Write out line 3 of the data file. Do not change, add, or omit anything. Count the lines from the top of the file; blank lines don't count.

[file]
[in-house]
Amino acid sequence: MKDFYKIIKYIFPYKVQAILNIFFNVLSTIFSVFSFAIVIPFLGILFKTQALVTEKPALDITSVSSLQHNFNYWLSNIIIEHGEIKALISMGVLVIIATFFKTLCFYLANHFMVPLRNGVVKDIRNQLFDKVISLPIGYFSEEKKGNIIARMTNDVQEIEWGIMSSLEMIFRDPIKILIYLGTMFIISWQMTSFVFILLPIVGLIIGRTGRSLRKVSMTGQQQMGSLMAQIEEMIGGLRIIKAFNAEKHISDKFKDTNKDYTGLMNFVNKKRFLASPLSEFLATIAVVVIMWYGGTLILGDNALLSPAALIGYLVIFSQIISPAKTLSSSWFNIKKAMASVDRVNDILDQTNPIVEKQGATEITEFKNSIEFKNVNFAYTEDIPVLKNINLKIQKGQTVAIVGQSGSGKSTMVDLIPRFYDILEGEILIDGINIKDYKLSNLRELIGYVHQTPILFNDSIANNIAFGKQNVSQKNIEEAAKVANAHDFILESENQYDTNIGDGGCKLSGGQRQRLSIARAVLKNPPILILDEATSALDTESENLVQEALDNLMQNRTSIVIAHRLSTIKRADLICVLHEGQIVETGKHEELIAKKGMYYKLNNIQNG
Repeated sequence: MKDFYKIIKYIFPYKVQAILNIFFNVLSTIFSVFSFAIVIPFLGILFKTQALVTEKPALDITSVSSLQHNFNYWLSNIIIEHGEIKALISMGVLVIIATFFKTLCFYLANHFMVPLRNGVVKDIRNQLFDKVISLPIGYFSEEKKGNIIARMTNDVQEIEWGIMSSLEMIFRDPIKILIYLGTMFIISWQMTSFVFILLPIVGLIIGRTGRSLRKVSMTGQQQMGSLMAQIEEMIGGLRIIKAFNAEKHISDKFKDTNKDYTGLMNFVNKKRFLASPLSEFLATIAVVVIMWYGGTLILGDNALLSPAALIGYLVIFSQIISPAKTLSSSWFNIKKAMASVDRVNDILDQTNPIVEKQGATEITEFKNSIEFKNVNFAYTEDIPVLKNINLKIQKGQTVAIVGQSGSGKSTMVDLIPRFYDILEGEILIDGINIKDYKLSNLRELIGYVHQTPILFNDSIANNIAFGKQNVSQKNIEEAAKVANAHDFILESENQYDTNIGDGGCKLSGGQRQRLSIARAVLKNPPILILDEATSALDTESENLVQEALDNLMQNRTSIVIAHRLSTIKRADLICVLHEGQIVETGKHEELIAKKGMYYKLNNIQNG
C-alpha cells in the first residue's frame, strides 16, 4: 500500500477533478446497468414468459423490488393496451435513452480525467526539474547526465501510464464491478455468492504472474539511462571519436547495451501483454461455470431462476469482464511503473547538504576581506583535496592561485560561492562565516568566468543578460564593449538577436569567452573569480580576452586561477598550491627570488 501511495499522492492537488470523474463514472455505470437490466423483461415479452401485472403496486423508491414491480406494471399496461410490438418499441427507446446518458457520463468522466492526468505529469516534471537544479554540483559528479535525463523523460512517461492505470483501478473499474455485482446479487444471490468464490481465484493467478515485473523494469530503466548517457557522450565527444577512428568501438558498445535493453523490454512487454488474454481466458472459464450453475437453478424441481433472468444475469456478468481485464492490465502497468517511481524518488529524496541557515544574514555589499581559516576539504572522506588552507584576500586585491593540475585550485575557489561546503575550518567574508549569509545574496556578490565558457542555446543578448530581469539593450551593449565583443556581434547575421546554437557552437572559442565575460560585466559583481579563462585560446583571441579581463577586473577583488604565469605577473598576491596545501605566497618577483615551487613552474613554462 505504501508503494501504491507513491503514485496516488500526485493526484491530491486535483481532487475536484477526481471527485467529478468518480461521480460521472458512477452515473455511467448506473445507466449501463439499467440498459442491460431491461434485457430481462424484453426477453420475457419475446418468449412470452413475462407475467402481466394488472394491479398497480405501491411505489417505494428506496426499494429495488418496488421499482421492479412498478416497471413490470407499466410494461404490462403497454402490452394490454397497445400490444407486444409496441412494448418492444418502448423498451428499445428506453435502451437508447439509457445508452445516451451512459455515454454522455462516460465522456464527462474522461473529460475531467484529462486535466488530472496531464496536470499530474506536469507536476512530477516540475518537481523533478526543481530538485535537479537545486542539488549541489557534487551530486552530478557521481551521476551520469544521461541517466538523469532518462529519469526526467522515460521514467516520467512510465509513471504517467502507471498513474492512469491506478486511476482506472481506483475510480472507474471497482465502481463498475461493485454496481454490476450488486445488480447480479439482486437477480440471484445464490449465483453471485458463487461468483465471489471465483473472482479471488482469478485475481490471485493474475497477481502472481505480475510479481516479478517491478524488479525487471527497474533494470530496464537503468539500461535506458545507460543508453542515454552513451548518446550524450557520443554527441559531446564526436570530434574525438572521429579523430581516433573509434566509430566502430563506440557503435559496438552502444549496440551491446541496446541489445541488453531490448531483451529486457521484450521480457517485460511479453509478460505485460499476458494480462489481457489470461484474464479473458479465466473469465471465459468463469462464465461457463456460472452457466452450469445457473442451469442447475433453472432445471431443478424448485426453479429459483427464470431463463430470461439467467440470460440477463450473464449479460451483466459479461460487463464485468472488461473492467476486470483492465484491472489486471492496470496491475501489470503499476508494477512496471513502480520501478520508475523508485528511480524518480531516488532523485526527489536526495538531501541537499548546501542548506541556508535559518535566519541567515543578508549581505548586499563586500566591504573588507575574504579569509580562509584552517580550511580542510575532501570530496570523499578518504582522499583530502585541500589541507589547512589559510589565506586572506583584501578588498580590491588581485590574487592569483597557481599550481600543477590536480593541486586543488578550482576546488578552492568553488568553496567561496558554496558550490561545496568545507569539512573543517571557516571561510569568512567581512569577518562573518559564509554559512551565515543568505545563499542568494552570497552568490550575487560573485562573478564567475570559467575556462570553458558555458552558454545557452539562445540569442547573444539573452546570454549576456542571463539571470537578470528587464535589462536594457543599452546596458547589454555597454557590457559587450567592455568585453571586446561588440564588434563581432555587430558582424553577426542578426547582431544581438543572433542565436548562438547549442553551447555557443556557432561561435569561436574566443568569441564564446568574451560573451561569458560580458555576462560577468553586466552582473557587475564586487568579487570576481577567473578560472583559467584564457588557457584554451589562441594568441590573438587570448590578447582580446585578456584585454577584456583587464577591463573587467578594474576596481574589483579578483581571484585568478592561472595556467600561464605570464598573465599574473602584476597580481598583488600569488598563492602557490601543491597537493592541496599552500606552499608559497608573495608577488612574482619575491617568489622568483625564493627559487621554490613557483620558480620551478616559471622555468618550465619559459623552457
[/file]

Repeated sequence: MKDFYKIIKYIFPYKVQAILNIFFNVLSTIFSVFSFAIVIPFLGILFKTQALVTEKPALDITSVSSLQHNFNYWLSNIIIEHGEIKALISMGVLVIIATFFKTLCFYLANHFMVPLRNGVVKDIRNQLFDKVISLPIGYFSEEKKGNIIARMTNDVQEIEWGIMSSLEMIFRDPIKILIYLGTMFIISWQMTSFVFILLPIVGLIIGRTGRSLRKVSMTGQQQMGSLMAQIEEMIGGLRIIKAFNAEKHISDKFKDTNKDYTGLMNFVNKKRFLASPLSEFLATIAVVVIMWYGGTLILGDNALLSPAALIGYLVIFSQIISPAKTLSSSWFNIKKAMASVDRVNDILDQTNPIVEKQGATEITEFKNSIEFKNVNFAYTEDIPVLKNINLKIQKGQTVAIVGQSGSGKSTMVDLIPRFYDILEGEILIDGINIKDYKLSNLRELIGYVHQTPILFNDSIANNIAFGKQNVSQKNIEEAAKVANAHDFILESENQYDTNIGDGGCKLSGGQRQRLSIARAVLKNPPILILDEATSALDTESENLVQEALDNLMQNRTSIVIAHRLSTIKRADLICVLHEGQIVETGKHEELIAKKGMYYKLNNIQNG